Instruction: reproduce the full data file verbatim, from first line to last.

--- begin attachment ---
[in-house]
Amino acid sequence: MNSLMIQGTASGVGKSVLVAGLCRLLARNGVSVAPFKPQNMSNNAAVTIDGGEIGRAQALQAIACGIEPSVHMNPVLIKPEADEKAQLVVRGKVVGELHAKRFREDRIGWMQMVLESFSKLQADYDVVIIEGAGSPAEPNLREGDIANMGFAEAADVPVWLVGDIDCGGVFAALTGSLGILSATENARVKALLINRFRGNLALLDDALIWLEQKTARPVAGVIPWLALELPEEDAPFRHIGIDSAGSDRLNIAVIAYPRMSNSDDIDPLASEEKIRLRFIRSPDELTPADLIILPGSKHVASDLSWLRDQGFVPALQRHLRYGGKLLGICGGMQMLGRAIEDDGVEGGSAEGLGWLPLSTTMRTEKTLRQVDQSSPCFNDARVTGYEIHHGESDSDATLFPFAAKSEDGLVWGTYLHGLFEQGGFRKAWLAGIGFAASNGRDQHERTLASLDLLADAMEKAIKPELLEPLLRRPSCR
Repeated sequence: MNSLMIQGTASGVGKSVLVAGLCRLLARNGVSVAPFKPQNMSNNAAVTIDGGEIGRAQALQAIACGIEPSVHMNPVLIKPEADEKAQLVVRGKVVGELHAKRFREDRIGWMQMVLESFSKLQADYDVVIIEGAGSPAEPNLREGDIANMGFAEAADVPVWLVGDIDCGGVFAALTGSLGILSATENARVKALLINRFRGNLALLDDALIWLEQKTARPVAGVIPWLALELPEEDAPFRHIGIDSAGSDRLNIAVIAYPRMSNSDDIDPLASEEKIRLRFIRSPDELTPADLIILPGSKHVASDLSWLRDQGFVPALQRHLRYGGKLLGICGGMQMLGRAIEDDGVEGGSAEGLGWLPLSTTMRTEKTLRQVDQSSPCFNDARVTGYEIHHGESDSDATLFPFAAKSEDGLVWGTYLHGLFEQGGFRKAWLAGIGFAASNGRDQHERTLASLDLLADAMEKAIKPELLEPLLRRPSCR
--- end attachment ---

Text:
[in-house]
Amino acid sequence: MNSLMIQGTASGVGKSVLVAGLCRLLARNGVSVAPFKPQNMSNNAAVTIDGGEIGRAQALQAIACGIEPSVHMNPVLIKPEADEKAQLVVRGKVVGELHAKRFREDRIGWMQMVLESFSKLQADYDVVIIEGAGSPAEPNLREGDIANMGFAEAADVPVWLVGDIDCGGVFAALTGSLGILSATENARVKALLINRFRGNLALLDDALIWLEQKTARPVAGVIPWLALELPEEDAPFRHIGIDSAGSDRLNIAVIAYPRMSNSDDIDPLASEEKIRLRFIRSPDELTPADLIILPGSKHVASDLSWLRDQGFVPALQRHLRYGGKLLGICGGMQMLGRAIEDDGVEGGSAEGLGWLPLSTTMRTEKTLRQVDQSSPCFNDARVTGYEIHHGESDSDATLFPFAAKSEDGLVWGTYLHGLFEQGGFRKAWLAGIGFAASNGRDQHERTLASLDLLADAMEKAIKPELLEPLLRRPSCR
Repeated sequence: MNSLMIQGTASGVGKSVLVAGLCRLLARNGVSVAPFKPQNMSNNAAVTIDGGEIGRAQALQAIACGIEPSVHMNPVLIKPEADEKAQLVVRGKVVGELHAKRFREDRIGWMQMVLESFSKLQADYDVVIIEGAGSPAEPNLREGDIANMGFAEAADVPVWLVGDIDCGGVFAALTGSLGILSATENARVKALLINRFRGNLALLDDALIWLEQKTARPVAGVIPWLALELPEEDAPFRHIGIDSAGSDRLNIAVIAYPRMSNSDDIDPLASEEKIRLRFIRSPDELTPADLIILPGSKHVASDLSWLRDQGFVPALQRHLRYGGKLLGICGGMQMLGRAIEDDGVEGGSAEGLGWLPLSTTMRTEKTLRQVDQSSPCFNDARVTGYEIHHGESDSDATLFPFAAKSEDGLVWGTYLHGLFEQGGFRKAWLAGIGFAASNGRDQHERTLASLDLLADAMEKAIKPELLEPLLRRPSCR